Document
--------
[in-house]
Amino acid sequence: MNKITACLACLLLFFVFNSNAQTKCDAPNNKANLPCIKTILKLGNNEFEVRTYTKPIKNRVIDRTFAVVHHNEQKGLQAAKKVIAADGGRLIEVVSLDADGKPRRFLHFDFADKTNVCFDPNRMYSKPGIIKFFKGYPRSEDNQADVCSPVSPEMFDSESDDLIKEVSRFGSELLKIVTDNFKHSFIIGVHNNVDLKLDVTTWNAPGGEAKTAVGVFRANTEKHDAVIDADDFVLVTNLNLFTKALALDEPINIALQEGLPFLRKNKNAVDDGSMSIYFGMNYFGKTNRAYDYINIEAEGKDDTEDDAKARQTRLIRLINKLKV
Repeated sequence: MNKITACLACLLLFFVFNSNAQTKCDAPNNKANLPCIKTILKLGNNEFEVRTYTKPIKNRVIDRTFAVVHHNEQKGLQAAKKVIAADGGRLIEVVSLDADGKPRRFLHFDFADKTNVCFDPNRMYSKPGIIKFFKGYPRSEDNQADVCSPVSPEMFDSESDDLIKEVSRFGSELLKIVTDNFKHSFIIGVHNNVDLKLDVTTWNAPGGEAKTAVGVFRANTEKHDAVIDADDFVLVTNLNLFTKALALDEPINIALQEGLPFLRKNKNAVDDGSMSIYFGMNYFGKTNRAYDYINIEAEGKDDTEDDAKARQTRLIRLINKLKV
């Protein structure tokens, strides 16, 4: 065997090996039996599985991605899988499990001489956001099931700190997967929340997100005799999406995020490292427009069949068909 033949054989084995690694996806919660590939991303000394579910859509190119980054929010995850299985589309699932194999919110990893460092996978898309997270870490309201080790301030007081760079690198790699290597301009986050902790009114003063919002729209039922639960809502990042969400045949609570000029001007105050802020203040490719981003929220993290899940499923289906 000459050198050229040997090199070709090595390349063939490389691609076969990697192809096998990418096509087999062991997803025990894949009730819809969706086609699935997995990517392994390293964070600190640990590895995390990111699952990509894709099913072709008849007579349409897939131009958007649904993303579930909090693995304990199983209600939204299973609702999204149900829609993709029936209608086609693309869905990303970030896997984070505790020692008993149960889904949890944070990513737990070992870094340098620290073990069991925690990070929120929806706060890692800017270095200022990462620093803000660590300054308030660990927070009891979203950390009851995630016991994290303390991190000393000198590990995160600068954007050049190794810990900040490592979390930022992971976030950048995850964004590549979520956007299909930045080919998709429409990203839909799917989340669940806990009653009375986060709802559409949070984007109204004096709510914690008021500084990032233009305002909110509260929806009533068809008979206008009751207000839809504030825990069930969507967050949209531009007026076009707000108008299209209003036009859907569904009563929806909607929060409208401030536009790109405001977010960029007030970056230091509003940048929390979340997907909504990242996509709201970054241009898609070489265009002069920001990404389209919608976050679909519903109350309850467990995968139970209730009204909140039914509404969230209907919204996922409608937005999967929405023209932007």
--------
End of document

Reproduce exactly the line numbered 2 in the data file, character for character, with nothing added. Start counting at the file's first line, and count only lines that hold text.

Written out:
Amino acid sequence: MNKITACLACLLLFFVFNSNAQTKCDAPNNKANLPCIKTILKLGNNEFEVRTYTKPIKNRVIDRTFAVVHHNEQKGLQAAKKVIAADGGRLIEVVSLDADGKPRRFLHFDFADKTNVCFDPNRMYSKPGIIKFFKGYPRSEDNQADVCSPVSPEMFDSESDDLIKEVSRFGSELLKIVTDNFKHSFIIGVHNNVDLKLDVTTWNAPGGEAKTAVGVFRANTEKHDAVIDADDFVLVTNLNLFTKALALDEPINIALQEGLPFLRKNKNAVDDGSMSIYFGMNYFGKTNRAYDYINIEAEGKDDTEDDAKARQTRLIRLINKLKV